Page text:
Laser Scanning the Cliffs of Moher

By Mark Reid & Mark Hudson
Thursday, December 20, 2012

Surveying the  Cliffs of Moher Using Vessel Mounted Mobile LIDAR


The Cliffs of Moher is one of Ireland’s top visitor attractions and a designated UNESCO Geo Park.  O’Brien’s Tower stands proudly on a headland of the majestic cliffs. From the cliffs you can see the Aran Islands, Galway Bay, as well as The Twelve Pins, the Maum Turk Mountains in Connemara and Loop Head to the South. The Cliffs of Moher take their name from a ruined promontory fort “Mothar” which was demolished during the Napoleonic wars to make room for a signal tower.
The Cliffs of Moher is home to one of the major colonies of cliff nesting seabirds in Ireland. The area was designated as a Special Protection Area (SPA) for Birds under the EU Birds Directive in 1986
Coastway were approached in April 2012 to assist in contributing towards an Environmental Impact Statement for the future development of a specific area on the Cliffs of Moher and its immediate hinterland.
It is eventually planned to make the Cliffs of Moher a future UNESCO World Heritage program site. There are currently only two in Ireland; Bru na Boinne and Skellig Michael.
 

Scope of Work
The Cliffs of Moher, located on the western seaboard of County Clare Ireland, are 214m high at the highest point and range for 8 km over the Atlantic Ocean. The brief was to laser scan, prepare a 3D model and high definition video from the resultant point cloud data of a 2km section of the cliffs. As the cliff face is only accessible and visible by boat the biggest challenge for this project was how to laser scan from a moving platform and how to achieve sufficient resolution, coverage, and accuracy from a place of safety.

Data Acquisition
After considering the various options, Coastway approached Measurement Devices Ltd (MDL) a manufacturer and provider of ruggedized laser scanning equipment. MDL proposed a solution using the Dynascan 3D mobile mapping system that can be mounted on both vehicles and vessels and used to capture 3D LiDAR data of topography. The small size and compact nature of the Dynascan system meant that it could be quickly mobilized during a limited weather window and easily mounted on a vessel of opportunity. A Dynascan M500 mapping grade system with a laser accuracy of +/-50mm and a range of up to 500m was used for the project.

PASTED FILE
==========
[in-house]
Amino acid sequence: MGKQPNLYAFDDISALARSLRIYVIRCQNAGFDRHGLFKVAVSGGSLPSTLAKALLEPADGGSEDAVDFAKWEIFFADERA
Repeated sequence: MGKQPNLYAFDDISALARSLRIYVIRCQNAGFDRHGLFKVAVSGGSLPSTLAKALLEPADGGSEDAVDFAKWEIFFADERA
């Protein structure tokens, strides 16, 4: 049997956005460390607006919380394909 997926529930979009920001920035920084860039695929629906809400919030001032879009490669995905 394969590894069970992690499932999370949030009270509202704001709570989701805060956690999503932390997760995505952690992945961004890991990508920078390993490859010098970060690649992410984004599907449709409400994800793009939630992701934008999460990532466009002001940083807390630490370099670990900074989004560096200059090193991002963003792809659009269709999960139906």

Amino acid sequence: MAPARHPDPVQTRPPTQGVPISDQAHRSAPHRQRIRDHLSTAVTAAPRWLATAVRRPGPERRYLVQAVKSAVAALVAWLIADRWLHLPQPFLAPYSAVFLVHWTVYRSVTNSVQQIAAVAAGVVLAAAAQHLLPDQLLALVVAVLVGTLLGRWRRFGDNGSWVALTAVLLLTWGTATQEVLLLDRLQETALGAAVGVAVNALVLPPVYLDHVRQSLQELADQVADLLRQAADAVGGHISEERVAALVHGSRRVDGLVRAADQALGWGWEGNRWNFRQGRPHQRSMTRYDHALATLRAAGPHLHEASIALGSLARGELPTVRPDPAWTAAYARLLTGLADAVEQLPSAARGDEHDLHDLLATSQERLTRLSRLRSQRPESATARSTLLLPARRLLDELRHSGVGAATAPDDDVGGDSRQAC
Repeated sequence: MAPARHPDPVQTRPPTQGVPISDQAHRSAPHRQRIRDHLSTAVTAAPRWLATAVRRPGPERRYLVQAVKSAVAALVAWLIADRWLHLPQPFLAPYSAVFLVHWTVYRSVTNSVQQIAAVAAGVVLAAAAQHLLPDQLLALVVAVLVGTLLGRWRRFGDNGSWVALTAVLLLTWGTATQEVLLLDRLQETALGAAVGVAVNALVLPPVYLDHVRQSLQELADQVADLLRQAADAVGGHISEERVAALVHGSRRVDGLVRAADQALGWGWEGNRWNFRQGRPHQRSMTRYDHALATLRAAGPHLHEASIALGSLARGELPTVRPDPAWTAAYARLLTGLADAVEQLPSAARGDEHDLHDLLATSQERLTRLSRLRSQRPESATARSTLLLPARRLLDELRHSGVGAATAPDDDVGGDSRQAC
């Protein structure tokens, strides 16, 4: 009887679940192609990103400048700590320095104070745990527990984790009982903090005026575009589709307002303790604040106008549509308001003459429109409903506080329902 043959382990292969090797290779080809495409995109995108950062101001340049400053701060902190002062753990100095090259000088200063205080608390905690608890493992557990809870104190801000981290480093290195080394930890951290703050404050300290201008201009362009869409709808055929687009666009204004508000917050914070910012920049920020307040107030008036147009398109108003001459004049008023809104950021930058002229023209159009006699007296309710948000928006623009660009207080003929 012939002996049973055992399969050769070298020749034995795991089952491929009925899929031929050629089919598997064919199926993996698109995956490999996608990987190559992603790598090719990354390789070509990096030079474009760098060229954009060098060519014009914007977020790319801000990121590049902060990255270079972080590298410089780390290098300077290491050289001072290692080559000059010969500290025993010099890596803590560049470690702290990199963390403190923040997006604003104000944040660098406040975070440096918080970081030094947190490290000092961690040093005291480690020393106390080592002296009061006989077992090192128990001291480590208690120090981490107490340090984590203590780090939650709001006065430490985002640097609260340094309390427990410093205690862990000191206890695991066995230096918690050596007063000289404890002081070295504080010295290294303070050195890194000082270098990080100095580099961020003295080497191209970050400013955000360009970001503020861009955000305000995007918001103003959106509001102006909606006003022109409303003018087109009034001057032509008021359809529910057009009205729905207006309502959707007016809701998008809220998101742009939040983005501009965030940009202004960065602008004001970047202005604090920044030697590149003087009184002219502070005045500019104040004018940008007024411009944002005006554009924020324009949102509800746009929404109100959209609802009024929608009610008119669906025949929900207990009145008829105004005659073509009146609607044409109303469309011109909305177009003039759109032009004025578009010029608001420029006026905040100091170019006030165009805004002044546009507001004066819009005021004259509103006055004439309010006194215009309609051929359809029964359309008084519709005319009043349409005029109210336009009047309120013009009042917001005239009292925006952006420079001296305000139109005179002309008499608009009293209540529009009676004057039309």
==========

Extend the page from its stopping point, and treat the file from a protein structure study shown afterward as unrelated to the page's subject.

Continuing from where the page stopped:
The unit and secondary GPS antenna were mounted on a boom at the front of the fishing boat allowing a sufficient field of view for the 360 degree Scanning Laser Module (SLM) to survey the cliff. In addition to the SLM the Dynascan contains a high grade Inertial Measurement Unit (IMU) consisting of gyroscopes and accelerometers that works to compensate for the motion, pitch and roll of the boat.
Accurate 3D positioning was achieved using the built in Real Time Kinematic (RTK) differential GNSS systems, which employ GNSS carrier phase differential techniques to provide real-time, centimeter-level, three-dimensional positioning. RTK correction signals where derived from a local RTK Base Station that was set up over a known Survey Control Point on the cliff top. The computed correction signals where then transmitted to the mobile GNSS receivers on the Dynascan over a UHF Radio Link. The raw data was also logged to be used for post processing in case of RTK shadow near the cliff and as a quality assurance measure.
Qinsy acquisition software was used to provide real-time on the fly data processing and visualization of the acquired data allowing for coverage and quality to be verified during the survey. In addition to the laser point cloud photography was captured using a standard digital SLR camera.
Approx. 2km of the cliff face was surveyed over seven passes in different directions to ensure full coverage of the varied contours of the cliff face and bays. The actual survey data took less than hour to acquire. On completion of the vessel survey the system was transferred onto a vehicle and used to capture the topography on the top of the cliff. The data was collected on the same grid allowing for seamless integration between the two data sets. The entire equipment mobilization, data acquisition on the vessel and vehicle, demobilization, and data download was completed successfully within a single day.

Data Post Processing

The geo-referenced point cloud was handed over to Coastway for post processing. The initial data was imported into Leica Cyclone point cloud processing software.  The data was reviewed and cleaned, producing a point cloud ready for mesh creation.  The final data set was exported to a XYZ text file and imported into 3D modelling software package. 
Within some of the bays there was a shallow reef meaning the boat could not get close enough to scan parts of the cliff face leading to some gaps with the laser data. Coastway therefore used the photos acquired and the Autodesk 123D software to create a 3D model to fill in the gaps. The combined cloud was remeshed creating a seamless model of the cliff face. The high resolution image was used to ‘bake’ the imagery onto the final mesh model.


Finally the 3D model was rendered with the imagery acquired and a fly through animation produced using 3D visualization software.


Surveyors:
•    Jonathan Robinson (MDL)
•    Alastair Delooze (MDL)
•    Liam Murphy (Coastway)


(As published in the November/December 2012 edition of Marine Technology Reporter - www.marinetechnologiesnews.com)

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